Women in capoeira

Women in capoeira

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Part VII of “Ética na Capoeira” (Ethics in Capoeira)
Translation into English by Shayna McHugh
Source: Capoeira da Bahia

“I wouldn’t like to look at a garden that only had thorns…
it’s very good to have a rose in the garden.” – Mestre Nô

The eternal battle of women to conquer their space has already affected the “capoeira
rodas” of Brazil and of the world. The number of female capoeiristas was always much
lower than the number of men who practiced this art. Few women played in the 1940s
and 1950s; among those who did, we highlight “Nega Didi,” “Maria Homem,” “Satanás,”
“Maria para o bonde” and “Calça rala,” all students of Mestre Bimba.

Today the number of female practitioners has grown – mainly as a result of the media’s spreading of capoeira – and the “capoeira rodas” are mixed. But this growth in numbers does not necessarily mean that these women are really participating, really experiencing the art of capoeira.

The concept of fragility should not be attributed to capoeiristas. As mestre Tonico said,
“Woman is very strong because she is the one who washes, who gives birth, who nurses
children; she must be treated with affection and attention – not as a fragile person.”
Because women are considered “fragile,” they have been the victims of discrimination
and are not being respected and recognized as capoeiristas.

Capoeira songs are prejudiced from the moment they picture women as being submissive,
as in: Se essa mulher fosse minha eu tirava da roda já, já, dava uma surra nela que ela
gritava (If this woman was mine I would take her out of the roda already, I would give
her a beating so that she would scream), or treat them as sexual objects: Mulher prá mim,
tem que ser boa na escrita, tem que jogar capoeira, ser boa, gostosa e bonita, bicho bom
é mulher (A woman for me has to be smart, has to play capoeira, be good, gorgeous, and
beautiful; woman is a good animal). This type of song is usually only sung when there
are women playing in the roda.

This practice is being renounced by many mestres, mainly mestre Nô. He also renounces the difference in the type of game that exists when there is “a couple” in the capoeira roda. Mestres/instructors/male students with inappropriate paternal attitudes often play a careful game with women, different from that which they play amongst themselves, always thinking that being physically stronger also makes them stronger in capoeira… which sometimes does not correspond to reality.

Every good capoeirista has the duty to learn and to play the instruments that compose the
roda’s bateria – berimbau, atabaque, agogô – to sing and, mainly, to develop their game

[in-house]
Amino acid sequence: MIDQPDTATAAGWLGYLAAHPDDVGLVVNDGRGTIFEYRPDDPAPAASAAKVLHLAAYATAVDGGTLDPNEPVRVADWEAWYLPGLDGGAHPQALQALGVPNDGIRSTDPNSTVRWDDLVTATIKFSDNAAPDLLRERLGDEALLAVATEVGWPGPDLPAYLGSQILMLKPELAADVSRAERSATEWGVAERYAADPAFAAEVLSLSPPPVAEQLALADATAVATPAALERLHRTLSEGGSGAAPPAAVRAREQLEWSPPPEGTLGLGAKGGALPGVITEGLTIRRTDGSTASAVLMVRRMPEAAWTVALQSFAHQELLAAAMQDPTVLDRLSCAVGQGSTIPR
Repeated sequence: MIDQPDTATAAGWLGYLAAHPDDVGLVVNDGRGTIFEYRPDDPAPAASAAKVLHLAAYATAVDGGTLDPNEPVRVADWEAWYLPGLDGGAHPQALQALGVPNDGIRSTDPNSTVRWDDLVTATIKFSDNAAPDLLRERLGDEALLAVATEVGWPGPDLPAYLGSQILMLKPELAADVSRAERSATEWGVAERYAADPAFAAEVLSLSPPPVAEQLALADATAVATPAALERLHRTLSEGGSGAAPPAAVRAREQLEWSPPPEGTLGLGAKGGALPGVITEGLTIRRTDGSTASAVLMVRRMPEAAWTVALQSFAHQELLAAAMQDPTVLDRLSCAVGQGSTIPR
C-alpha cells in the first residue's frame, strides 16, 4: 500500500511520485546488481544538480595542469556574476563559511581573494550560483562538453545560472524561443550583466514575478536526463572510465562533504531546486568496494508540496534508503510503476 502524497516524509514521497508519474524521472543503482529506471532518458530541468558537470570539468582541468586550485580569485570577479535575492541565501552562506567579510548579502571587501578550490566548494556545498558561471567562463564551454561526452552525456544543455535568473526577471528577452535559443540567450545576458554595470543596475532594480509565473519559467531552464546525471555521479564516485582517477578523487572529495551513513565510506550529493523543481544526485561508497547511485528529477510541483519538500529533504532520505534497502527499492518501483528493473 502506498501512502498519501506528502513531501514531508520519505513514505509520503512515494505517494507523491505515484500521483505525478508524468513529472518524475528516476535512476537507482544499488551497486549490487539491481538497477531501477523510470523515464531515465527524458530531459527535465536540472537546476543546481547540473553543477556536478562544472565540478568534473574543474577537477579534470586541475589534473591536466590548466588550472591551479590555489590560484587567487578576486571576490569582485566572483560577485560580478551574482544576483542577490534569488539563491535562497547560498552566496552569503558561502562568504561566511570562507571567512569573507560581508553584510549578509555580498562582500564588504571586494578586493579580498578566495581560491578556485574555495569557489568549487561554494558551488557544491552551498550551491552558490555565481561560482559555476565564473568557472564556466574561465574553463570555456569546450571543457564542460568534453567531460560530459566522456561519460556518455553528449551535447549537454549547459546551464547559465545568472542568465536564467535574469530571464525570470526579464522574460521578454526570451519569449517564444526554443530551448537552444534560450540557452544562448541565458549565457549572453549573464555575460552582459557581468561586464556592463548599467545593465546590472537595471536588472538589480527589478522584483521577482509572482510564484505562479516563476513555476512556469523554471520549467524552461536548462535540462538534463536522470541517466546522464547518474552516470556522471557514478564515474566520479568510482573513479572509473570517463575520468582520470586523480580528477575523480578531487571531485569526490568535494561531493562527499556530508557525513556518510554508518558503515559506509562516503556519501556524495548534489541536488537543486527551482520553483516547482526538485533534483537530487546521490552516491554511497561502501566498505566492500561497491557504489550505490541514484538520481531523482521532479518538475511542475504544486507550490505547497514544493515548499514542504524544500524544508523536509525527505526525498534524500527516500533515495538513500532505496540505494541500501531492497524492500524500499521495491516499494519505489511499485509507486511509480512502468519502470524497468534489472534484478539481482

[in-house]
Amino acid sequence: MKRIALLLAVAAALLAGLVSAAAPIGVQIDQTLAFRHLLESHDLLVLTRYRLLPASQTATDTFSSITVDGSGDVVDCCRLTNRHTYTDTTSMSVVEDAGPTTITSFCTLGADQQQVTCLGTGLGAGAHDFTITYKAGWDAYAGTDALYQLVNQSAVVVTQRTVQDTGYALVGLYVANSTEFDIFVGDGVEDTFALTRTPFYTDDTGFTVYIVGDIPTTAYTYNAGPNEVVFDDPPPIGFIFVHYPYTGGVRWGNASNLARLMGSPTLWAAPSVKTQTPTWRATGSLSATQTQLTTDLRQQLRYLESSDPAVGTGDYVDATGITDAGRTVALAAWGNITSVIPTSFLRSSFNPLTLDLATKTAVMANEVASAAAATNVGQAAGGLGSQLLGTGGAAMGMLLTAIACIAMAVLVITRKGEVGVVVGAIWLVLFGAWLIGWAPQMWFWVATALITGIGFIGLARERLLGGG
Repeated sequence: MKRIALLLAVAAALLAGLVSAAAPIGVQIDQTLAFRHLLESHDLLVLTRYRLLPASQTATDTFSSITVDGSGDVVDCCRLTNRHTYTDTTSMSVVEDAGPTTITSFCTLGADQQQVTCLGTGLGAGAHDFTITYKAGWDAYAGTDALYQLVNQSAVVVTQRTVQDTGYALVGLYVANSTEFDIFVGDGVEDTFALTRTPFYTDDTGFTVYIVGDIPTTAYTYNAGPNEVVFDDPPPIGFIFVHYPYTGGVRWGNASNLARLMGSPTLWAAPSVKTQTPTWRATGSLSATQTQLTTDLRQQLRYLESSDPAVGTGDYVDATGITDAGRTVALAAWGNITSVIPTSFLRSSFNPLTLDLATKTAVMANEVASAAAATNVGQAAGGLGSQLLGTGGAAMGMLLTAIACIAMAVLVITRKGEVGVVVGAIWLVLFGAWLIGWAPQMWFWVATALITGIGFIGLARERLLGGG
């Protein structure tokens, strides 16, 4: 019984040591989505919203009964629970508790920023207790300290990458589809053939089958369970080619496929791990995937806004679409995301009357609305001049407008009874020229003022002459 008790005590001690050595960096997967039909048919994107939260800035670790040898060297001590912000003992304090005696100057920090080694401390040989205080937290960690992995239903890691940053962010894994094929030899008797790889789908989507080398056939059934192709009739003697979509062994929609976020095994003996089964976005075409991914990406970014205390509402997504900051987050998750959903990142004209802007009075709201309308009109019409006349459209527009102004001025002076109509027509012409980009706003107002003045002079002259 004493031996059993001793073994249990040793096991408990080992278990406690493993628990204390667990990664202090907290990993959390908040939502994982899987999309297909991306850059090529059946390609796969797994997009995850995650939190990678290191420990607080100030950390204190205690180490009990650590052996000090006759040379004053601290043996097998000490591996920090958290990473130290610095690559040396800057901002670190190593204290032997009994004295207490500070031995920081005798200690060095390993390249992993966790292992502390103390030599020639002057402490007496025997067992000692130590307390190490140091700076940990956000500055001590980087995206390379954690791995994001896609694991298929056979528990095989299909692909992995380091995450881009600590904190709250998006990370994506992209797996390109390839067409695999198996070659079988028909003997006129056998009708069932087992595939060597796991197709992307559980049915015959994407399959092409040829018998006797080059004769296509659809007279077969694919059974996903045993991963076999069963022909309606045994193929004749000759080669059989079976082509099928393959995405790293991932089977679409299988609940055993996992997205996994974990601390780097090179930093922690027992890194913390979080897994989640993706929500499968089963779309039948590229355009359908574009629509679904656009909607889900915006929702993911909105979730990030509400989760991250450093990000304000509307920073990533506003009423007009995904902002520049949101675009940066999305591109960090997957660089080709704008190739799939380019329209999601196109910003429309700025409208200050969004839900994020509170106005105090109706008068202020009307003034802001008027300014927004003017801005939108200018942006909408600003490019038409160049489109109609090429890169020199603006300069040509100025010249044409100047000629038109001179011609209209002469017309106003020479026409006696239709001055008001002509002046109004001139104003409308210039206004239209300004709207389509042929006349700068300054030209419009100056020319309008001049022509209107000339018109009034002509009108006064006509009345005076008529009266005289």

in order to improve the fight, the game, the Brazilian dance. The capoeira woman must
thus seek to win her space; if not, it will continue to be said that quem toca pandeiro é
homem e quem bate palma é mulher (whoever plays pandeiro is a man and whoever claps
hands is a woman). Women are not decorations in the roda.

Another problem is the relationship between male mestres/capoeiristas and female
students. The sexual approaches, true rapes of dignity (also physical rapes) sometimes
occur as much in academies/groups of Brazil as in those of other countries. Mestres who
are unprepared and who come from conditions in which they did not have the opportunity
for artistic/cultural/social (at times also financial) success, feel they have the right to
think and act as though all his female students were at his disposition, thus causing
embarrassments and traumas that often drive promising female capoeiristas to abandon
the art.

It’s not wrong for female students to court the mestre and/or male students of the group
or academy. This is common human nature, as we all know. But the reality is very
different from the ideal, and the relationships frequently lack respect and discretion. In
the same way that a male student, instructor, or mestre goes to other groups/academies to
pester the female students, many of the female students enter into capoeira attracted by
the charm of its male practitioners. Others are true hunters during capoeira events,
pestering visiting capoeiristas and becoming vulgar. “Women are seeking to conquer
their space because it is very good to have a rose in the garden – now, there also must be
discipline and information for both sexes, so that they don’t confuse things,” says mestre
Nô.

We know that this type of behavior will not change in a day, but it is good for instructors,
professors, and mestres to discipline and guide their male and female students regarding
this subject. They should run their classes in an educational and professional way, so that
capoeira does not lose followers because of bad-intentioned people who do not seek to
know and practice Brazilian culture, but instead denigrate its image through acts
disrespectful to its cultural philosophy and basic foundations.

However, it is important to remember that the great mestres like Bimba, Pastinha,
Cobrinha Verde, Valdemar, Maré, Noronha, among others, never did songs denigrating
any woman; much to the contrary, they always praised women

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